Doctors say get flu shot as soon as possible
By Jane Donahue For The Sun September 10, 2012 2:54PM
Doctors suggest getting your flu shot as early as possible since flu season can start as early as September. | Submitted by Edward Hospital
Did you know?
The flu vaccine is recommended for most people older than 6 months. There are some people who should not get a flu vaccine without first consulting a physician. These include:
People who have a severe allergy to chicken eggs.
People who have had a severe reaction to an influenza vaccination.
People who have a moderate-to-severe illness with a fever (they should wait until they recover to get vaccinated.)
People with a history of Guillain–Barré Syndrome (a severe paralytic illness, also called GBS) that occurred after receiving influenza vaccine and who are not at risk for severe illness from influenza should generally not receive vaccine.
Will the flu shot protect against the “stomach flu”?
Many people use the term “stomach flu” to describe illnesses with nausea, vomiting or diarrhea. These symptoms can be caused by many different viruses, bacteria or even parasites. While vomiting, diarrhea and being nauseous, or “sick to your stomach,” can sometimes be related to the flu — more commonly in children than adults — these problems are rarely the main symptoms of influenza. The flu is a respiratory disease and not a stomach or intestinal disease.
On the Web: To learn more about the flu and where to be vaccinated in your area, visit www.flu.gov
Source: Centers for Disease Control and Prevention
Updated: October 14, 2012 1:03PM
Goodbye summer. With temperatures hovering in the 80s, getting a flu shot might not be on your to-do list. Experts argue it should be.
“The flu season can start as early as September,” said Dr. Elias Shaheen, a physician with Edward Medical Group in Naperville. “I recommend that my patients get the flu shot as soon as it becomes available, even if our clinic doesn’t have it yet. Definitely, go get it, (because) you want to get it before flu season hits.”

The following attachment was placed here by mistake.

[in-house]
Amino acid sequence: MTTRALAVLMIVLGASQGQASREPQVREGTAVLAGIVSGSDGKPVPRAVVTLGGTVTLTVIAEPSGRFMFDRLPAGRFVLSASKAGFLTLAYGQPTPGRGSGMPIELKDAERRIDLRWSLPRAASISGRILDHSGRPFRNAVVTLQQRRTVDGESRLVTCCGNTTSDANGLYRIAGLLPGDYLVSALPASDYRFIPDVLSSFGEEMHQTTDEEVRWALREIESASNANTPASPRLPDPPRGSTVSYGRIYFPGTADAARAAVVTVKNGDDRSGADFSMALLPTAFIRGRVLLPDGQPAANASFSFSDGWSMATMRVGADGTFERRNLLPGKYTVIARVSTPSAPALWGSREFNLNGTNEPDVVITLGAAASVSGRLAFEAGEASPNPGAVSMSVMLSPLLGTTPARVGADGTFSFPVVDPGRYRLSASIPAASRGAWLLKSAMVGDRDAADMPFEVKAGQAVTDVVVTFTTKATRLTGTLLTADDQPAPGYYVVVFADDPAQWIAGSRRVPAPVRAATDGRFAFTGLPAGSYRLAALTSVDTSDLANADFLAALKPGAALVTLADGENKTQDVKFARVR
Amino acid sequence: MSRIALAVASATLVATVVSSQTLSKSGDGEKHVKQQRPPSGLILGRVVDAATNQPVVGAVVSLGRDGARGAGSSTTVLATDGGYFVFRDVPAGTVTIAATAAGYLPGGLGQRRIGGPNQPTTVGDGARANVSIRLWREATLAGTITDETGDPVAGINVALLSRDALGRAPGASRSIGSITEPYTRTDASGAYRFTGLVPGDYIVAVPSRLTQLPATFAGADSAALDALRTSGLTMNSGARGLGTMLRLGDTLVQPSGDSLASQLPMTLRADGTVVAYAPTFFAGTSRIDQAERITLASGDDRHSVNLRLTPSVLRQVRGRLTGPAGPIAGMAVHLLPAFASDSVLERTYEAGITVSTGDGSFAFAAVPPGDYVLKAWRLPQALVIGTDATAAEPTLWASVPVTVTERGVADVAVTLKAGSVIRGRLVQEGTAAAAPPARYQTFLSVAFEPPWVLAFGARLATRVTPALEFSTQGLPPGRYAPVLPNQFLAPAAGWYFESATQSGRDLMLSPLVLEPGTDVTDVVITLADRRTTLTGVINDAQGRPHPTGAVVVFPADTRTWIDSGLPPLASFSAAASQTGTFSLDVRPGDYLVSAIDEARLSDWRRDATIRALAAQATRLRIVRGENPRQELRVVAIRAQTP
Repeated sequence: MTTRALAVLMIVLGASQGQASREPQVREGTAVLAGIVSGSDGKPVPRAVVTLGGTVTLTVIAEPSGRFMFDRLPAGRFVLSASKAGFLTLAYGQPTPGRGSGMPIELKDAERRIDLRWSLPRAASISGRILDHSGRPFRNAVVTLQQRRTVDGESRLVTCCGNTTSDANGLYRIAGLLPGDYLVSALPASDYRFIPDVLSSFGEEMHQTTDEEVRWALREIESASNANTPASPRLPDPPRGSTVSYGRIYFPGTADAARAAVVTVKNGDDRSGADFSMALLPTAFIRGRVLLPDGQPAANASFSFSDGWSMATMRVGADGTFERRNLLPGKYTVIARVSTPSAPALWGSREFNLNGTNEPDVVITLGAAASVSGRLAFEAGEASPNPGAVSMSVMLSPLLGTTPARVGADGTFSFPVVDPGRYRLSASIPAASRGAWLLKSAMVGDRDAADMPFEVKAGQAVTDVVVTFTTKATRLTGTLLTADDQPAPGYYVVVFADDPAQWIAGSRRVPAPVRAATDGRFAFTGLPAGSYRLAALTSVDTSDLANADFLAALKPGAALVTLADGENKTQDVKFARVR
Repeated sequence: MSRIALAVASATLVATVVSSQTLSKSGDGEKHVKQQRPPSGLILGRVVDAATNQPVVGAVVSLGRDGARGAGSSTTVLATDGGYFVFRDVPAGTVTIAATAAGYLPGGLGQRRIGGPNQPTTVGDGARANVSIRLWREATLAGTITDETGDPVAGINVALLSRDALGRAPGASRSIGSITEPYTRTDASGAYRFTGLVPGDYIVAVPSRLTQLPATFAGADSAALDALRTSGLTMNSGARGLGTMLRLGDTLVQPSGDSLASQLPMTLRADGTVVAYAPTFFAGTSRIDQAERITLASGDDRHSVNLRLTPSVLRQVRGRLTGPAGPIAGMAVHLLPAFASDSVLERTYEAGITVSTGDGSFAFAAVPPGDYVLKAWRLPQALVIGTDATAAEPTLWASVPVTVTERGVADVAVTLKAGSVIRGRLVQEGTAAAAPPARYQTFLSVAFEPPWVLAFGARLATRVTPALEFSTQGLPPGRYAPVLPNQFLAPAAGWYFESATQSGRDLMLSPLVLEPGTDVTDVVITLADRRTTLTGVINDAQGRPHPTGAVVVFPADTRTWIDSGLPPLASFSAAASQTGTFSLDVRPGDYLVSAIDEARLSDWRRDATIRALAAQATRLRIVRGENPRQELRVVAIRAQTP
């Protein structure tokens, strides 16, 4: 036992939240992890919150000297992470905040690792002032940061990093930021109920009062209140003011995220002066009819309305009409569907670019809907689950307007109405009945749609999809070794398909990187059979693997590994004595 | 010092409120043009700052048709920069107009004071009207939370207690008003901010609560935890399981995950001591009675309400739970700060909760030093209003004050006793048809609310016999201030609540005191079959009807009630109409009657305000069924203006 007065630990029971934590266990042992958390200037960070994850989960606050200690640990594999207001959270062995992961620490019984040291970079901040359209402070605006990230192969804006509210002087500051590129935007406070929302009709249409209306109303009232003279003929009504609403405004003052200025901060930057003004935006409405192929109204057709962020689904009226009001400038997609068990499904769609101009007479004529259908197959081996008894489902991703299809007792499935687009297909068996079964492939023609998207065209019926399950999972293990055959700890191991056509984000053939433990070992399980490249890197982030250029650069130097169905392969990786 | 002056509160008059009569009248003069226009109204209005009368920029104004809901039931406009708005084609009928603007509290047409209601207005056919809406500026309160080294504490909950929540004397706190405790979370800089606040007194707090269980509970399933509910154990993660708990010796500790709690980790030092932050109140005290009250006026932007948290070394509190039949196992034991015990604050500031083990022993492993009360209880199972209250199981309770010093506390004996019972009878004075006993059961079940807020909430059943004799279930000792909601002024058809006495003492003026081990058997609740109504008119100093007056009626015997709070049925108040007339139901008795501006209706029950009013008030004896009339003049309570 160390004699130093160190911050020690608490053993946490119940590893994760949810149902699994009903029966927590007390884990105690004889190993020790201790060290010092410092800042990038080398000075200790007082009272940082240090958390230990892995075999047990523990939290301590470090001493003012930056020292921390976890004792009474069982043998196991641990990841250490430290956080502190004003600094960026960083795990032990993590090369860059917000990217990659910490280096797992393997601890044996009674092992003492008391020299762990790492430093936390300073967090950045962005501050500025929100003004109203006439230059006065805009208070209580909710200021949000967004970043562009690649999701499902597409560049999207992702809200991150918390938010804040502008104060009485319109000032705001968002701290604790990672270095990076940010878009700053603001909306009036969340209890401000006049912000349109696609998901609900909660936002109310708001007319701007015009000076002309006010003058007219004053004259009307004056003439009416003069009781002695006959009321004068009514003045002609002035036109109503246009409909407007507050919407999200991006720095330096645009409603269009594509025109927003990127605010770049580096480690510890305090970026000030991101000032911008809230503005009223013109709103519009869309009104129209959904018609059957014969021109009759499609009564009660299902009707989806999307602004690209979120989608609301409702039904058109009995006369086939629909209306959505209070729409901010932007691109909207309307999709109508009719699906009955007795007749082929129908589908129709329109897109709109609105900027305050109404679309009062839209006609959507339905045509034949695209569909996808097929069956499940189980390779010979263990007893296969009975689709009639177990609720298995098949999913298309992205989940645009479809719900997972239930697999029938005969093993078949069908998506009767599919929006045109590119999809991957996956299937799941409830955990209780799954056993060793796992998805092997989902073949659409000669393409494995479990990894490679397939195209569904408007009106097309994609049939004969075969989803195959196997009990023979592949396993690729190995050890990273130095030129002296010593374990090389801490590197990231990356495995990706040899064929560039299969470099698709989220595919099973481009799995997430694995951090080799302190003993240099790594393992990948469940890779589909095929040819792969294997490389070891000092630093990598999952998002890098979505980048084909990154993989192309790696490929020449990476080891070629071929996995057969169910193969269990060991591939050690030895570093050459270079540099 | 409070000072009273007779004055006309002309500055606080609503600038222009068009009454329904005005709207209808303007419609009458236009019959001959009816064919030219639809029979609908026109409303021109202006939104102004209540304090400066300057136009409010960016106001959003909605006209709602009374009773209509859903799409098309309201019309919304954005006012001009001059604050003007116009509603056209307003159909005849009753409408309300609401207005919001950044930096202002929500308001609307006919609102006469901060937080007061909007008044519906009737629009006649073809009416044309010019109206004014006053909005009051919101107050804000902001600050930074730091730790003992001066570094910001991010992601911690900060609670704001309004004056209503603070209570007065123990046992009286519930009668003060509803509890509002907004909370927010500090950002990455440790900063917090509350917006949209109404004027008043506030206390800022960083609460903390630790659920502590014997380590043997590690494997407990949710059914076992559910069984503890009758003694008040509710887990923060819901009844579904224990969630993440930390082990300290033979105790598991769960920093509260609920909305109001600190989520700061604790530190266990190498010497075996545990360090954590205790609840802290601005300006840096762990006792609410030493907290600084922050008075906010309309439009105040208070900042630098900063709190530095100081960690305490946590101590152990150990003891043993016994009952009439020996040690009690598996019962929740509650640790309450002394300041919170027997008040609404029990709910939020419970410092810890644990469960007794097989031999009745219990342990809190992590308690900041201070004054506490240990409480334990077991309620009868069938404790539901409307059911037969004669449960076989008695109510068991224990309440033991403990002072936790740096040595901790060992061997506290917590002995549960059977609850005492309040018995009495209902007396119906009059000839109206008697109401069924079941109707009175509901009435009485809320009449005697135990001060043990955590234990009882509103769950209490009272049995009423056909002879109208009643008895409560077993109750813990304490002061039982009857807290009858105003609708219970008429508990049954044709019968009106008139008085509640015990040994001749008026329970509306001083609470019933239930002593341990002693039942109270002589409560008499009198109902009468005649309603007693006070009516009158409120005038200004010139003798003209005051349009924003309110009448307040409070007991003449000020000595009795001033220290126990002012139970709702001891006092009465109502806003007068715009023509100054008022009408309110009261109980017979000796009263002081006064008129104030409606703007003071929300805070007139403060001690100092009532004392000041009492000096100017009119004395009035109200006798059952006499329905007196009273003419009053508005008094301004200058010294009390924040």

Shaheen is talking about seasonal influenza — the flu — a virus that infects the nose, throat and lungs. Unlike the common cold, the flu can cause severe illness and life-threatening complications in many people.
The Centers for Disease Control and Prevention estimate on average 5 to 20 percent of the U.S. population get the flu each year, and more than 200,000 people are hospitalized from seasonal flu-related complications. The best defense — without a doubt — is to get the flu shot.
Jacquee Lawrence, 53, has been getting an annual flu shot for more than two decades. The Yorkville resident said it’s a safe and effective way to guard against influenza.
“It’s a simple way to protect yourself against a killer,” said Lawrence, who also brings her 95-year-old mother along for a vaccination. “We both have weakened immune systems and realize the potential of what a flu bug could do to us.”
Mary Anderson, manager of infection control at Edward Hospital, said each year the CDC tracks influenza trends and determines what will be included in the vaccine. Private companies then manufacture the vaccine that combats against three different strains of the flu virus.
“We never know when flu will hit or what strains we will see, but generally the CDC does a really good job of trying to anticipate what is coming,” Anderson said. “Most years, the vaccine is matched very well to the strains that circulate.”
The 2012-2013 vaccine is available as a shot or nasal spray, and is recommended for most people older than 6 months old. While it’s the best defense against the flu virus, it’s equally important to get it early.
“Your body doesn’t instantly produce the antibodies in response to the vaccine that will protect you from the flu,” Anderson said. “It takes at least a couple of weeks for your body to build up that immunity, so you want to get the flu vaccine before you get exposed to influenza.”
And the benefits of the vaccine extend beyond the individual patient.
“I recommend patients get the flu shot, not only to protect themselves, but (to protect) the loved ones who surround them,” Shaheen said. “Some people say they have had it before, and they get over it in a couple days, but the reality is they can give it to someone else who won’t get over it that easily.